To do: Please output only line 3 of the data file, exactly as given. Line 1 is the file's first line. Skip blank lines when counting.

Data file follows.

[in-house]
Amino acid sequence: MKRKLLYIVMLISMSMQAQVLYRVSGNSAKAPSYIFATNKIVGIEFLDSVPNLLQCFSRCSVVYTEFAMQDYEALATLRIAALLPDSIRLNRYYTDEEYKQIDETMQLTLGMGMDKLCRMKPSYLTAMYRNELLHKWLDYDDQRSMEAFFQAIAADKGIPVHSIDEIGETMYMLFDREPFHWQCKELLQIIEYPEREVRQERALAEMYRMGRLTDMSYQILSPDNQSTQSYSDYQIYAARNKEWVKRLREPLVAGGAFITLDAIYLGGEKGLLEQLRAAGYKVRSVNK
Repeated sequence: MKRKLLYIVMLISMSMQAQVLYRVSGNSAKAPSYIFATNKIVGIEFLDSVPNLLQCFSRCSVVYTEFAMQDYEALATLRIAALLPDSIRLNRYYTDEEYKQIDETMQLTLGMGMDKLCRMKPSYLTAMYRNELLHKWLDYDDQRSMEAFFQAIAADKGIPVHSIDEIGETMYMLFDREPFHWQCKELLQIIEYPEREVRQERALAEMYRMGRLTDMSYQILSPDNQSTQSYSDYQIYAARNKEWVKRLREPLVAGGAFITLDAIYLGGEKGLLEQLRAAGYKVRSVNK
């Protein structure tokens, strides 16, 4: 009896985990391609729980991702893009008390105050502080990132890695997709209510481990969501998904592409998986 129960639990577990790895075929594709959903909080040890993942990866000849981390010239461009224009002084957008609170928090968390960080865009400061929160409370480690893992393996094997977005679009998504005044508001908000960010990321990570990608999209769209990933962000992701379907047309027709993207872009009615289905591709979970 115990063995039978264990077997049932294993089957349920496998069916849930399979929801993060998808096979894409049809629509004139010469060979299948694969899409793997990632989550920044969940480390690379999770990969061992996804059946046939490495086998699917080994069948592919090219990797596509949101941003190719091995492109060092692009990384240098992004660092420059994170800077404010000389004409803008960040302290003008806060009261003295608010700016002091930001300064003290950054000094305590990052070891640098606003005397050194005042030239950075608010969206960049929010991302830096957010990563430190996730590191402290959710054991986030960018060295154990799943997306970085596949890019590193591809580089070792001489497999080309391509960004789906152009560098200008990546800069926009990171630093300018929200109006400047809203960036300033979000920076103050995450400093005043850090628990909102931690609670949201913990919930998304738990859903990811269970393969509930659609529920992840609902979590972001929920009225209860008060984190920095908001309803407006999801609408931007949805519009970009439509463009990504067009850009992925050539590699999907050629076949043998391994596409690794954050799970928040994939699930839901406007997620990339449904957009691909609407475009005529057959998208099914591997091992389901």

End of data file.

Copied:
Repeated sequence: MKRKLLYIVMLISMSMQAQVLYRVSGNSAKAPSYIFATNKIVGIEFLDSVPNLLQCFSRCSVVYTEFAMQDYEALATLRIAALLPDSIRLNRYYTDEEYKQIDETMQLTLGMGMDKLCRMKPSYLTAMYRNELLHKWLDYDDQRSMEAFFQAIAADKGIPVHSIDEIGETMYMLFDREPFHWQCKELLQIIEYPEREVRQERALAEMYRMGRLTDMSYQILSPDNQSTQSYSDYQIYAARNKEWVKRLREPLVAGGAFITLDAIYLGGEKGLLEQLRAAGYKVRSVNK